Doctoral thesis

Empirical Essays on Preference Formation and Economic Decision Making


1 ressource en ligne (145 pages)

Thèse de doctorat: Université de Fribourg, 2020

English This dissertation consists of four independent papers on economically relevant topics that cap- tured my attention because of personal background and professional experiences, such as coming from Ukraine, being an educated woman, living in a bilingual Swiss region and observing people delaying their work. Throughout my papers, I empirically analyze the determinants of individual attitudes and behavior that entail important economic consequences. In particular, the first two papers are observational studies related to political economy and labor market policy, respectively, while the last two papers involve incentivized intertemporal choice experiments. Analytical meth- ods are carefully chosen to address specific research questions given the quantity and quality of data. Since the primary goal is to establish causal relationships, the results and thus the identi- fying assumptions are challenged with transparent robustness checks and critical discussions. The papers are organized in chapters as following. Chapter 1 evaluates the impact of the ongoing war in eastern Ukraine on the political attitudes towards Ukraine and Russia among the population in the war-affected area controlled by the Ukrainian government. This topic is important because political sentiments can shape political powers, voting outcomes and thus prospective institutions, which will govern approaches to conflict resolution and post-war economic recovery in the region. The war geography allows defining two groups of citizens with different war exposure. Based on unique survey data from 2013 (prior to the war) and 2015 (after the outbreak of the war), a before-after analysis and a difference-in-difference approach are applied to examine the effect of war exposure. The results indicate that one year of conflict negatively affected attitudes towards Russia, while no statistically robust differences are found for sentiments towards Ukraine. These findings are in line with the outcome of the 2014 Ukrainian parliamentary elections, when the pro- Russian vote substantially dropped in eastern Ukraine compared to the previous elections. In Chapter 2, I investigate long-run effects of education on female labor market attachment mediated by realized fertility. In the context of population ageing, educated women are an im- portant resource of labor supply. Investments into female education, however, raise opportunity costs of motherhood in terms of forgone earnings, leading to a trade-off between labor force par- ticipation and fertility decisions. It is therefore important to understand whether education in- creases female working lives mainly through reduced fertility. Using mediation analysis supported by the rich data from the Survey of Health, Ageing and Retirement in Europe, I find that school- ing is positively associated with employment status, working hours and labor survival age of older women. Education-induced fertility modestly contributes to the total schooling effects, which is stimulating news for policy makers. Chapter 3 sheds light on the relationship between language and time preferences. While re- cent evidence suggests that the grammatical association of the present and the future in a lan- guage positively correlates with patience across language groups, the underlying mechanisms re- main unclear. Our study compares time preferences of two language groups that differ in their encoding of time. More precisely, we conduct incentivized choice experiments among French and German speakers in a bilingual region in Switzerland, with shared institutions and very similar socioeconomic conditions between the two language groups. We find that German speakers are significantly more patient than French speakers, and differences are particularly pronounced when immediate payments are involved. The estimated preference parameters of a quasi-hyperbolic dis- counting model suggest that German speakers display lower discounting and are significantly less prone to present bias than French speakers. Chapter 4 also examines intertemporal choice behavior. The context however differs. In a randomized real-effort experiment with Amazon Mechanical Turk workers, I study the impact of social comparison on intertemporal choice. Social comparison entails varying information about effort reallocations of previous participants who completed a similar task. I find that social compar- ison affects effort allocations of men and women differentially. Observing that 48% of past partici- pants behaved time-consistently, men are significantly more likely to make dynamically consistent choices, while women are significantly less likely to do so. On average, men also exhibit signif- icantly smaller estimates of the present-bias parameter of a quasi-hyperbolic discounting model. I further find that observing peer procrastination significantly increases the propensity of women to behave time-consistently but does not affect men. These findings suggest that gender-specific social comparison based on situational similarity can be an effective solution to dynamic inconsistency in effort even when individual time preferences are not known beforehand.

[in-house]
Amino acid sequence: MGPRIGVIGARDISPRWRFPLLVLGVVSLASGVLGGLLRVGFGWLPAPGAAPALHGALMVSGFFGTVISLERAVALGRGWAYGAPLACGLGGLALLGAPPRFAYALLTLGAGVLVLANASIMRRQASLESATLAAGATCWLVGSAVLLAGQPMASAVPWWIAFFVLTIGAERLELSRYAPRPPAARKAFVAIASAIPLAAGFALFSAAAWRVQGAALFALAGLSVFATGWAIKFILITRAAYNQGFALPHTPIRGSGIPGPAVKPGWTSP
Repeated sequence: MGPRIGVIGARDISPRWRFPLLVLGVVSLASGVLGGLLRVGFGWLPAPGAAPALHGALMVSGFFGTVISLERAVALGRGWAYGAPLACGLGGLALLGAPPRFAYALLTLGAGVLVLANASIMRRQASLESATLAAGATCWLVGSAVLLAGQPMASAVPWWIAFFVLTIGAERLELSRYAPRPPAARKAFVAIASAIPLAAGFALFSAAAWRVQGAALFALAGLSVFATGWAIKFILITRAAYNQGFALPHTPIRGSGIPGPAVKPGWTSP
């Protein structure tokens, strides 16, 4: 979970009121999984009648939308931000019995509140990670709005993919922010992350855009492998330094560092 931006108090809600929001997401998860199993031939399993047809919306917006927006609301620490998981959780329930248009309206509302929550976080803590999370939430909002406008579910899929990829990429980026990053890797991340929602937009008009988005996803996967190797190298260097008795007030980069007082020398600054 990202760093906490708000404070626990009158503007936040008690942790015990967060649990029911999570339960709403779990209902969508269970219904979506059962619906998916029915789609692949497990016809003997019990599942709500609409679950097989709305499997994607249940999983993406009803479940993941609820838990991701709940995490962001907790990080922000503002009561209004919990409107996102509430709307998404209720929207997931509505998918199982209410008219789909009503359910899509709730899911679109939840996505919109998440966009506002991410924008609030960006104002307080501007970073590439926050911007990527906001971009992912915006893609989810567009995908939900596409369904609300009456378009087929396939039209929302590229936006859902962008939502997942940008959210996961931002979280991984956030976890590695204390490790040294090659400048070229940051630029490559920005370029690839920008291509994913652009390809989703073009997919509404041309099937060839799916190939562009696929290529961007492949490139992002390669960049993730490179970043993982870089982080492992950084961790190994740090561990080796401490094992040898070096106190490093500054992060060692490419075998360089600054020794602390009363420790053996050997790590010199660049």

Faculté des sciences économiques et sociales et du management
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